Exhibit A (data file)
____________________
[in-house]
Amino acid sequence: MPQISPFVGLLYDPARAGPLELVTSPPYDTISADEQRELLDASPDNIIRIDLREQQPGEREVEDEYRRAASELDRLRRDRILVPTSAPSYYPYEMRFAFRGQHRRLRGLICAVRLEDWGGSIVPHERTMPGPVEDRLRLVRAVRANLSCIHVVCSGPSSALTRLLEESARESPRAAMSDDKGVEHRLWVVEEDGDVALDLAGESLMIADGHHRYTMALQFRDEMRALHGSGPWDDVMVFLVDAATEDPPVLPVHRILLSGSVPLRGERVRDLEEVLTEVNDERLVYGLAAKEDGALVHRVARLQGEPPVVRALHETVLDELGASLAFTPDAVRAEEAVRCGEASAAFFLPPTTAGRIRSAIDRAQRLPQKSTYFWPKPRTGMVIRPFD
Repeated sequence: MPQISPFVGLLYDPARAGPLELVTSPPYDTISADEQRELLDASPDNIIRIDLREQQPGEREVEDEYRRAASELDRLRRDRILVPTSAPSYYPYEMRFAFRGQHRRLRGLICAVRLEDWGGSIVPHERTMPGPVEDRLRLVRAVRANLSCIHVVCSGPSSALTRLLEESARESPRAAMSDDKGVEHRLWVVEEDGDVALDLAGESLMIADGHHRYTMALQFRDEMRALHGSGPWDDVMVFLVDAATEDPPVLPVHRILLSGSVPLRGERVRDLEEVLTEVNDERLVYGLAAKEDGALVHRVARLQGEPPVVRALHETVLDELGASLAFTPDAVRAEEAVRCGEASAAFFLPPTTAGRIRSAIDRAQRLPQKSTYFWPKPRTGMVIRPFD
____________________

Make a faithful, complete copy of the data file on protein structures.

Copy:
[in-house]
Amino acid sequence: MPQISPFVGLLYDPARAGPLELVTSPPYDTISADEQRELLDASPDNIIRIDLREQQPGEREVEDEYRRAASELDRLRRDRILVPTSAPSYYPYEMRFAFRGQHRRLRGLICAVRLEDWGGSIVPHERTMPGPVEDRLRLVRAVRANLSCIHVVCSGPSSALTRLLEESARESPRAAMSDDKGVEHRLWVVEEDGDVALDLAGESLMIADGHHRYTMALQFRDEMRALHGSGPWDDVMVFLVDAATEDPPVLPVHRILLSGSVPLRGERVRDLEEVLTEVNDERLVYGLAAKEDGALVHRVARLQGEPPVVRALHETVLDELGASLAFTPDAVRAEEAVRCGEASAAFFLPPTTAGRIRSAIDRAQRLPQKSTYFWPKPRTGMVIRPFD
Repeated sequence: MPQISPFVGLLYDPARAGPLELVTSPPYDTISADEQRELLDASPDNIIRIDLREQQPGEREVEDEYRRAASELDRLRRDRILVPTSAPSYYPYEMRFAFRGQHRRLRGLICAVRLEDWGGSIVPHERTMPGPVEDRLRLVRAVRANLSCIHVVCSGPSSALTRLLEESARESPRAAMSDDKGVEHRLWVVEEDGDVALDLAGESLMIADGHHRYTMALQFRDEMRALHGSGPWDDVMVFLVDAATEDPPVLPVHRILLSGSVPLRGERVRDLEEVLTEVNDERLVYGLAAKEDGALVHRVARLQGEPPVVRALHETVLDELGASLAFTPDAVRAEEAVRCGEASAAFFLPPTTAGRIRSAIDRAQRLPQKSTYFWPKPRTGMVIRPFD